After the bailout: the chastened consumer

December 14, 2013


Things could hardly have looked sunnier for Irish consumers in the summer of 2006. The savings scheme introduced by former minister for finance Charlie McCreevy in 2001 to encourage people to put cash aside for a rainy day – one of those was likely in an economic powerhouse such as Ireland – matured and poured more than €2 billion into the economy.

Extensions were planned, cars bought, holidays booked. By the end of August nearly 170,000 cars with 06 registrations were crisis-crossing the State’s motorways. This was an increase of 4.9 per cent on the previous year, which itself had been a bumper one for car sales. As the year progressed we spent €5 billion on six million trips overseas, which was an increase of almost 40 per cent in just five years.

In June, a report had shown that house prices had climbed 270 per cent in a decade, compared with inflation over the same period of 30 per cent. Thousands of jobs were being created every month and immigration was rising.

Ireland was the best little country in the world. The OECD told us it was true. So did the Economist and the Financial Times. And we loved it.

Adrian Shanahan is a consulting engineer from Kilkenny. At the height of the boom he employed seven people and had a lifestyle typical of the times. “We went skiing and took a summer holiday as well as a few weekend breaks. Planning them was never much of a concern, even though we were quite frugal.”

As a mortgage broker Karl Deeter spent 2006 riding the property wave. “I remember the day we cracked open champagne in the office after we closed €1 million worth of loans every day for a whole month.”

But at the year’s end The Irish Times published an article that rattled optimists. “If the experiences of economies similar to ours are anything to go by, we may be looking at large and prolonged falls in real house prices of the order of 40 to 50 per cent and a collapse of housebuilding activity,” wrote Morgan Kelly, a professor of economics at University College Dublin. Some saw Kelly as a killjoy, but he was right in almost every respect.

The economist David McWilliams had been making a similar point for some time. The author Julian Gough had also been writing about the inevitability of the collapse. “We were coming out of centuries of relentless, grinding national poverty,” says Gough. “When you’re poor you don’t need to cultivate a habit of restraint. You spend till you run out of money; you drink till you run out of drink. Poverty stops you killing yourself drinking, and lack of credit stops you killing yourself with debt. But give a poor society unlimited drink, or unlimited credit, and it’s likely to end badly.”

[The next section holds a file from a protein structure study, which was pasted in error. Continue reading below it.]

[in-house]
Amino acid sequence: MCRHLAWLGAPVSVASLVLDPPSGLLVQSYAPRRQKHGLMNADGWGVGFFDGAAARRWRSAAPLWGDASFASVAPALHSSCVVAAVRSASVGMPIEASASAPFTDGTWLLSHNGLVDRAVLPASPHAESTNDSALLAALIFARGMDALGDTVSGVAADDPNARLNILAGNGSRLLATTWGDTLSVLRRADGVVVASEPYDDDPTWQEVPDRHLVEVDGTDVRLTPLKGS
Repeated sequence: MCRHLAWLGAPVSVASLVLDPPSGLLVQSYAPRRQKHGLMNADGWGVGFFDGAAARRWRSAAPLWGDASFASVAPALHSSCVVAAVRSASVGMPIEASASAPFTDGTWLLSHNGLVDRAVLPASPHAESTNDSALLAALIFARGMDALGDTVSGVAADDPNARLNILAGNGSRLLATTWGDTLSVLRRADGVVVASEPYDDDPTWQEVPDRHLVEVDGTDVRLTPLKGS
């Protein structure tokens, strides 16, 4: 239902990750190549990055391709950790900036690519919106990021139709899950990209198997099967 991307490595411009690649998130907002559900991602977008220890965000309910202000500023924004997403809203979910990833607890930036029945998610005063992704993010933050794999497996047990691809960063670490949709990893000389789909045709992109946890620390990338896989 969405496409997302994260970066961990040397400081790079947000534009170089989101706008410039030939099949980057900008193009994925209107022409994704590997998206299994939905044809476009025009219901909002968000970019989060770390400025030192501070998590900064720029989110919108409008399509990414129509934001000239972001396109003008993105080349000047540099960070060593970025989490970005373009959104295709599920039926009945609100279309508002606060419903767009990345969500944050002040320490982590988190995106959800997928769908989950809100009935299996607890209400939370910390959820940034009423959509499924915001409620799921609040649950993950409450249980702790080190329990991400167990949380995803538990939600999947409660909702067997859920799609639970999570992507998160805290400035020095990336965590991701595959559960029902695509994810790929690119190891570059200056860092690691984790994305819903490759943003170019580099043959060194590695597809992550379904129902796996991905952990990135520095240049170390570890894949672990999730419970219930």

Dr Pete Lunn is an economist, neuroscientist and former journalist who has worked at the Economic and Social Research Institute since 2006. He spends his working days trying to understand our economic decision-making processes.

“We collectively fell for an economic illusion,” he says. Irish consumers were neither greedy nor stupid but relied too heavily on “extrapolation bias”. By this theory, people operate on the basis that the “best guide to the future is what has just happened, and back then all we had to look back on were boom times. It went on for so long that people stopped paying attention to past trends. There was no memory, either institutional or personal, warning us about what was happening.”


Between 2002 and 2008 Irish households saw their disposable income grow by 60 per cent, and spending had risen with it.

But in 2007 house prices fell by more than 7 per cent. A sharp decline in consumer confidence followed. Car sales dropped. There were 1,748 new cars sold in October 2008, down 55 per cent on October 2007. Just two years earlier we had been buying almost 20,000 cars a month.

By 2008 Deeter’s mortgage business had started to falter. The doors stayed open, but the money coming through them fell by more than 90 per cent. The great calamity of 2008, however, was the bank collapse. “After Lehman Brothers we saw fear on the faces of people coming through the door,” says Deeter. “They were very dark days.”

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